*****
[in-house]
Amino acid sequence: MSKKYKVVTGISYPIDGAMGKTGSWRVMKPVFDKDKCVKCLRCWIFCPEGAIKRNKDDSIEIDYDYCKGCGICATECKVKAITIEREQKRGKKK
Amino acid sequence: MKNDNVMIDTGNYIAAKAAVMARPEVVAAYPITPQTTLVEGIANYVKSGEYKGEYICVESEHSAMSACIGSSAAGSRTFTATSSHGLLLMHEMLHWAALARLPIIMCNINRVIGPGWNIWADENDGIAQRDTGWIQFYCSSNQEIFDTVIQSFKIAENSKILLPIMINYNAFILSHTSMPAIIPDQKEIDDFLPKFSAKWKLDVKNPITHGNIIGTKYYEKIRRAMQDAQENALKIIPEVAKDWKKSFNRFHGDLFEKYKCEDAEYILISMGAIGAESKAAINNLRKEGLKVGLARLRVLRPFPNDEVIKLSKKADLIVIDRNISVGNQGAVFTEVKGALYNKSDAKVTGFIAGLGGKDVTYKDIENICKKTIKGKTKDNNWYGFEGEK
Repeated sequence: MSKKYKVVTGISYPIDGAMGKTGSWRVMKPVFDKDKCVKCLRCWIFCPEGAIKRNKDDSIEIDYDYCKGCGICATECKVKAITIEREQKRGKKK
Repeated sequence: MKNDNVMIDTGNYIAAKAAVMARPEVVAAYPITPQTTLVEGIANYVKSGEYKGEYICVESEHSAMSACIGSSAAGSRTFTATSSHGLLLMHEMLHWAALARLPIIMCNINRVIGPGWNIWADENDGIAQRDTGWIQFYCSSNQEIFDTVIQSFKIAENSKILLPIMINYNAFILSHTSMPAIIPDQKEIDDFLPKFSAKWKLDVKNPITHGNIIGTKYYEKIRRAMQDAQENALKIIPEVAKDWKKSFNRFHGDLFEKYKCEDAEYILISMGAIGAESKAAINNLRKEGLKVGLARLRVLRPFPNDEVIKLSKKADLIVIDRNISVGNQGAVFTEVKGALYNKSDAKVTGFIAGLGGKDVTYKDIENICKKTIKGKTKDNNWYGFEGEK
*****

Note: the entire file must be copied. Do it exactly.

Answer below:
[in-house]
Amino acid sequence: MSKKYKVVTGISYPIDGAMGKTGSWRVMKPVFDKDKCVKCLRCWIFCPEGAIKRNKDDSIEIDYDYCKGCGICATECKVKAITIEREQKRGKKK
Amino acid sequence: MKNDNVMIDTGNYIAAKAAVMARPEVVAAYPITPQTTLVEGIANYVKSGEYKGEYICVESEHSAMSACIGSSAAGSRTFTATSSHGLLLMHEMLHWAALARLPIIMCNINRVIGPGWNIWADENDGIAQRDTGWIQFYCSSNQEIFDTVIQSFKIAENSKILLPIMINYNAFILSHTSMPAIIPDQKEIDDFLPKFSAKWKLDVKNPITHGNIIGTKYYEKIRRAMQDAQENALKIIPEVAKDWKKSFNRFHGDLFEKYKCEDAEYILISMGAIGAESKAAINNLRKEGLKVGLARLRVLRPFPNDEVIKLSKKADLIVIDRNISVGNQGAVFTEVKGALYNKSDAKVTGFIAGLGGKDVTYKDIENICKKTIKGKTKDNNWYGFEGEK
Repeated sequence: MSKKYKVVTGISYPIDGAMGKTGSWRVMKPVFDKDKCVKCLRCWIFCPEGAIKRNKDDSIEIDYDYCKGCGICATECKVKAITIEREQKRGKKK
Repeated sequence: MKNDNVMIDTGNYIAAKAAVMARPEVVAAYPITPQTTLVEGIANYVKSGEYKGEYICVESEHSAMSACIGSSAAGSRTFTATSSHGLLLMHEMLHWAALARLPIIMCNINRVIGPGWNIWADENDGIAQRDTGWIQFYCSSNQEIFDTVIQSFKIAENSKILLPIMINYNAFILSHTSMPAIIPDQKEIDDFLPKFSAKWKLDVKNPITHGNIIGTKYYEKIRRAMQDAQENALKIIPEVAKDWKKSFNRFHGDLFEKYKCEDAEYILISMGAIGAESKAAINNLRKEGLKVGLARLRVLRPFPNDEVIKLSKKADLIVIDRNISVGNQGAVFTEVKGALYNKSDAKVTGFIAGLGGKDVTYKDIENICKKTIKGKTKDNNWYGFEGEK